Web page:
Lydia Davis is one of our most original and influential writers. She has been called "an American virtuoso of the short story form" (Salon) and "one of the quiet giants . . . of American fiction" (Los Angeles Times Book Review). Now, for the first time, Davis's short stories are collected in one volume, from the groundbreaking Break It Down (1986) to the 2007 National Book Award nominee Varieties of Disturbance.
“Davis is a magician of self-consciousness. Few writers now working make the words on the page matter more.” —JONATHAN FRANZEN
“All who know [Davis's] work probably remember their first time reading it . . . Blows the roof off of so many of our assumptions about what constitutes short fiction.” —DAVE EGGERS, McSweeney's
“Sharp, deft, ironic, understated, and consistently surprising.” —Joyce Carol Oates
“The best prose stylist in America.” —RICK MOODY
“A body of work probably unique in American writing, in its combination of lucidity, aphoristic brevity, formal originality, sly comedy, metaphysical bleakness, philosophical pressure, and human wisdom. I suspect that 'The Collected Stories of Lydia Davis' will in time be seen as one of the great, strange American literary contributions.” —James Wood, The New Yorker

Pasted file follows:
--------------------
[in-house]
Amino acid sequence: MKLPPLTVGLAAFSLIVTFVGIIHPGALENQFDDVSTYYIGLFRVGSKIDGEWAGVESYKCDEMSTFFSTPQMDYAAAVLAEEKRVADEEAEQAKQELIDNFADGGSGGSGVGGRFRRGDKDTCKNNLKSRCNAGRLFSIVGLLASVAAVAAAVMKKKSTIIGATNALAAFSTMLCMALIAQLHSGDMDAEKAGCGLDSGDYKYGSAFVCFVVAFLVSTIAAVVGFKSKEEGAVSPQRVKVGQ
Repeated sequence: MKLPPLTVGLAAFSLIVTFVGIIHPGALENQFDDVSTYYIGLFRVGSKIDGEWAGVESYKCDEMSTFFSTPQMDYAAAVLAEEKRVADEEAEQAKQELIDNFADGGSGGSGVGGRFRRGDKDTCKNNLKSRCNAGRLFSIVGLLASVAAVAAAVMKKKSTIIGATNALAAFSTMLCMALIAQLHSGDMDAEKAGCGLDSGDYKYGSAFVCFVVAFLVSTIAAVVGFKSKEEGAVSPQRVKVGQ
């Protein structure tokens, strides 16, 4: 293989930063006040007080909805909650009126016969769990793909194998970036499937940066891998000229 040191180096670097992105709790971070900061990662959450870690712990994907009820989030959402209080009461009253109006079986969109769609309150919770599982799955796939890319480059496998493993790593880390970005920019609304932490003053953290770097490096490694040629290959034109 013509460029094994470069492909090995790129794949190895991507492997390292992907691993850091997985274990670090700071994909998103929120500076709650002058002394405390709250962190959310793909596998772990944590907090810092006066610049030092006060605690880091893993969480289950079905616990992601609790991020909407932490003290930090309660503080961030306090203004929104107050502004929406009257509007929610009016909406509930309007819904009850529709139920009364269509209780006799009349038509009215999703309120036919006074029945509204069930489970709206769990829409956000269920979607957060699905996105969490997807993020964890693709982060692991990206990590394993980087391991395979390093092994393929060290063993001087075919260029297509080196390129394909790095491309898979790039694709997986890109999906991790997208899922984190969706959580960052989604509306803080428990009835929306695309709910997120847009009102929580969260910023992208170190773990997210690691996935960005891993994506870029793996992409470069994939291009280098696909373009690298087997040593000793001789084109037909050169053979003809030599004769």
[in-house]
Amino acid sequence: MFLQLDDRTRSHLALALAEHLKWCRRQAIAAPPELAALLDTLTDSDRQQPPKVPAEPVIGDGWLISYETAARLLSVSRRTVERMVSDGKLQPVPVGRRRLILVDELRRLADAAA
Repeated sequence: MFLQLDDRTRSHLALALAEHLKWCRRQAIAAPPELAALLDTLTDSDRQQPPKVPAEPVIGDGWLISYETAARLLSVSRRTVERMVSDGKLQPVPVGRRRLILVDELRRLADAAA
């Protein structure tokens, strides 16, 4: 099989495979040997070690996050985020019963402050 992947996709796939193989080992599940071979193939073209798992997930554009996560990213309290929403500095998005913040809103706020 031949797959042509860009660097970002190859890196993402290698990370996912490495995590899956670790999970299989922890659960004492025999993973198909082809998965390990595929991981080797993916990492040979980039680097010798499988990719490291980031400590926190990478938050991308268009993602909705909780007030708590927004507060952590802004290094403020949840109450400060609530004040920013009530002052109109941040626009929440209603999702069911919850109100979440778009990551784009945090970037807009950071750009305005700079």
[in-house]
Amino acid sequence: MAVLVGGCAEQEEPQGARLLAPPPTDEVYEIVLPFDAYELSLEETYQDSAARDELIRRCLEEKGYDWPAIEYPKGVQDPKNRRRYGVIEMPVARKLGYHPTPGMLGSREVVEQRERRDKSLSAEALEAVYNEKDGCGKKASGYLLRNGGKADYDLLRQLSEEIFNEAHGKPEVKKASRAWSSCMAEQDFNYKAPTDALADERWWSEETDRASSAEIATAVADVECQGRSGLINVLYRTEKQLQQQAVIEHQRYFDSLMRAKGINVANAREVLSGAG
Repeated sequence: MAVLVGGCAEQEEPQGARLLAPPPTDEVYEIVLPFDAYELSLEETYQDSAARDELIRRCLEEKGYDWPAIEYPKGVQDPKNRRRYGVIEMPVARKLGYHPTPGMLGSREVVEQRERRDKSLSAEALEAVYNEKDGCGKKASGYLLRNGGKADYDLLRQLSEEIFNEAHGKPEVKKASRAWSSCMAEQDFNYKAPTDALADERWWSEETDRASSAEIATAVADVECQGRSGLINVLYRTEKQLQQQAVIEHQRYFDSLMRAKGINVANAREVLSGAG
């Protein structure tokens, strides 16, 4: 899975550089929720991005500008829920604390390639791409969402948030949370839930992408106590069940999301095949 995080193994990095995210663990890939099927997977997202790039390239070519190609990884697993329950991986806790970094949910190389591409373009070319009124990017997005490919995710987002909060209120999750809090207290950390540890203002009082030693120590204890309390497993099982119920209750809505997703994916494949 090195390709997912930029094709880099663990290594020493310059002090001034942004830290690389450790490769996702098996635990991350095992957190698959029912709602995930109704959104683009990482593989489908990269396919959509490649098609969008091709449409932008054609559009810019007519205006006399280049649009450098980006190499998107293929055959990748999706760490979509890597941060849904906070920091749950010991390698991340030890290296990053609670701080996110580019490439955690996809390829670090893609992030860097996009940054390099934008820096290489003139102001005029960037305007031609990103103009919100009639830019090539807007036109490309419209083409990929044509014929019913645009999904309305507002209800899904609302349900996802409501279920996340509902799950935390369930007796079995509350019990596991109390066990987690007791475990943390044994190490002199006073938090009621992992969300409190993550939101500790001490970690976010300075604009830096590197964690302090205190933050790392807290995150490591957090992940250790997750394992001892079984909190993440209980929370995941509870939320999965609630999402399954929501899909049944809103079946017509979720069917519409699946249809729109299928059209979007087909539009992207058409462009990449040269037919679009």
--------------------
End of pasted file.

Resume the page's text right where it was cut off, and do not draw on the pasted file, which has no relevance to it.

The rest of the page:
“What to do with all the empty white space that drifts over the 733 pages and nearly 200 fictions of The Collected Stories of Lydia Davis? Make origami, maybe. Like Don DeLillo, who drafted Underworld at the pace of one paragraph per sheet of paper--the technique, he once explained, evolved out of "a sensitivity to the actual appearance of words on a page, to letter-shapes and letter-combinations"--Lydia Davis is as much sculptor as writer. "I put that word on the page,/but he added the apostrophe," reads the entirety of one recent story, "Collaboration With Fly." Another, "My Mother's Reaction to My Travel Plans," doesn't even stretch onto a second line: "Gainsville! It's too bad your cousin is dead!'” —Zach Baron, Village Voice